Military helicopters collide in southeast California killing 7

Two military helicopters collided Wednesday night near a remote region in southeast California, killing seven Marines, the Marine Corps Air Station Yuma said in a statement.

The helicopters, an AH-1W “Cobra” and UH-1Y “Huey,” were conducting a routine training exercise at 8 p.m., the statement said. The helicopters were over southeast California in the Chocolate Mountain Aerial Gunnery Range, Dustin Dunk, the public affairs chief from the air station, said.

Maureen Dooley, a Miramar public affairs officer, told Fox News Radio that Marines use the training area because the terrain is similar to what they would face in Afghanistan. These training sessions help them gain some familiarity before they deploy.

"We do not know what caused it," Dooley said.  "That is what the investigation will reveal to us."

The Marines started an investigation into the incident, which can take months to complete.

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The identities of the Marines will be released after their families are informed about the incident.

Sen. John McCain, R-Ariz., said his thoughts and prayers are with the families of those killed in the crash.

"This tragedy is a grave reminder of the sacrifices the men and women of our armed forces make to keep us safe – both in training here at home and in combat abroad," he said in a statement.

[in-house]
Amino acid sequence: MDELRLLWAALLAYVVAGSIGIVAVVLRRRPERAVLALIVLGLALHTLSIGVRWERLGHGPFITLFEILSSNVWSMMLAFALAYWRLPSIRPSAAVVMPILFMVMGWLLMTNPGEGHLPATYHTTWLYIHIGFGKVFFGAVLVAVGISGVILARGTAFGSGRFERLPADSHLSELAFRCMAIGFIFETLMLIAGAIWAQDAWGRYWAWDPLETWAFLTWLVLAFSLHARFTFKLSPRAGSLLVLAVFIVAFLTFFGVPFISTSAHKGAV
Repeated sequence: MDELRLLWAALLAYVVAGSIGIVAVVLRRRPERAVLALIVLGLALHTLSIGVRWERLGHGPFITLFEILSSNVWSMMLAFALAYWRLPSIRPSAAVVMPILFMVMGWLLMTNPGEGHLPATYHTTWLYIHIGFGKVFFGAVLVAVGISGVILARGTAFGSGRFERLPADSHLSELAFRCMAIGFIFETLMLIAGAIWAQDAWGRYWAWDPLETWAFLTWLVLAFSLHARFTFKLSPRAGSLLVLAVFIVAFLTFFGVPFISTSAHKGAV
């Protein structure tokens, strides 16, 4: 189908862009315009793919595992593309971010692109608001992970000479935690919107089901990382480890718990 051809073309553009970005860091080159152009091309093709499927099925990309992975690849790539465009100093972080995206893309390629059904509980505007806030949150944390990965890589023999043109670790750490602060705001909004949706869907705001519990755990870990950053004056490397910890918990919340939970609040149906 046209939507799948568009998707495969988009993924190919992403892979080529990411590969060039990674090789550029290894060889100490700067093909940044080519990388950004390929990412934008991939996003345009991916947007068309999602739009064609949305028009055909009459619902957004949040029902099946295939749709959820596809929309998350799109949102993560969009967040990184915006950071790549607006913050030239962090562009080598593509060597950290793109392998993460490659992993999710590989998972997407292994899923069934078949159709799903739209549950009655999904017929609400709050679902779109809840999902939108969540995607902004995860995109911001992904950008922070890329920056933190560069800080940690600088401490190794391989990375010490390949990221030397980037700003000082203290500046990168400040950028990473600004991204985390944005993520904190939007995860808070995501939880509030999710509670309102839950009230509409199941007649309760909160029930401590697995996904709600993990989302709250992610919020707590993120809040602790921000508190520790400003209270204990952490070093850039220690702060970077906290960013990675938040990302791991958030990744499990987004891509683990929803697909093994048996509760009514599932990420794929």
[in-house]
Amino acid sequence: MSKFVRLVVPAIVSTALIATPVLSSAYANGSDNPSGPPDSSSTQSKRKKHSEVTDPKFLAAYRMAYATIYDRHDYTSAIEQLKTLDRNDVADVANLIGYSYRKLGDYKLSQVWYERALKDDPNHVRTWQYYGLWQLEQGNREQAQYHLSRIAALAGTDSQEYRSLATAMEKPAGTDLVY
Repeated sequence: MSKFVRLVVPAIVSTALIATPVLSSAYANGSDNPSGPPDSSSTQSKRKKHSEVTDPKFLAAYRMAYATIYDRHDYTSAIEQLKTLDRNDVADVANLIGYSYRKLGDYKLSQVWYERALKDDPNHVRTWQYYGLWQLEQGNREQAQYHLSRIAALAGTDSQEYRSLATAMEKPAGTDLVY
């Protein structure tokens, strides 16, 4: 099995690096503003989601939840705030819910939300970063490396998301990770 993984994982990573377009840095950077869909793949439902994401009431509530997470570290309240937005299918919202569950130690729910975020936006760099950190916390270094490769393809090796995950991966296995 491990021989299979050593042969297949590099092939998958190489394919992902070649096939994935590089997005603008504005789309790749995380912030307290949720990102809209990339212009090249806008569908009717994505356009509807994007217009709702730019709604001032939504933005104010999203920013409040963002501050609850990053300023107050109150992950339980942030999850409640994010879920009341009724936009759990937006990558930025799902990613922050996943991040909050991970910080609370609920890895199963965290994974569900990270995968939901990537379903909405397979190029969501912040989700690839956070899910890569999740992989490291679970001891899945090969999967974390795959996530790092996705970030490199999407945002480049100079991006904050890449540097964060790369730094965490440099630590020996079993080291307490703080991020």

Capt. Staci Reidinger, director of public affairs at Marine Corps Air Station Yuma said earlier Thursday that the crash happened west of the Chocolate Mountains in California, though the exact location hasn't been confirmed.

"It's not in a populated area," she said.

Several accidents have happened in the past year involving Marine Corps training in Southern California.

In September, a helicopter went down during a training exercise at Camp Pendleton, killed the two Marines onboard and set off a fast-moving brush fire at Camp Pendleton.

In August, two Marines were ejected from their F/A-18 Hornet fighter jet as it plunged toward the Pacific Ocean. The two Marines spent four hours in the dark, chilly ocean before they were rescued. Both survived.

In July, a decorated Marine from western New York was killed during a training exercise when his UH-1Y helicopter went down in a remote section of Camp Pendleton, north of San Diego.

Another Hornet sustained at least $1 million damage when its engine caught fire on March 30 aboard the USS John C. Stennis during a training exercise about 100 miles off the San Diego coast. Eight sailors, a Marine and two civilians were injured.

A decade ago, in February 2002, a helicopter crash in the Chocolate Mountains in eastern Imperial County, Calif., killed two Camp Pendleton Marines and injured two others. The UH-1N "Huey" was on a routine training mission in the Naval gunnery range.

The Associated Press contributed to this report.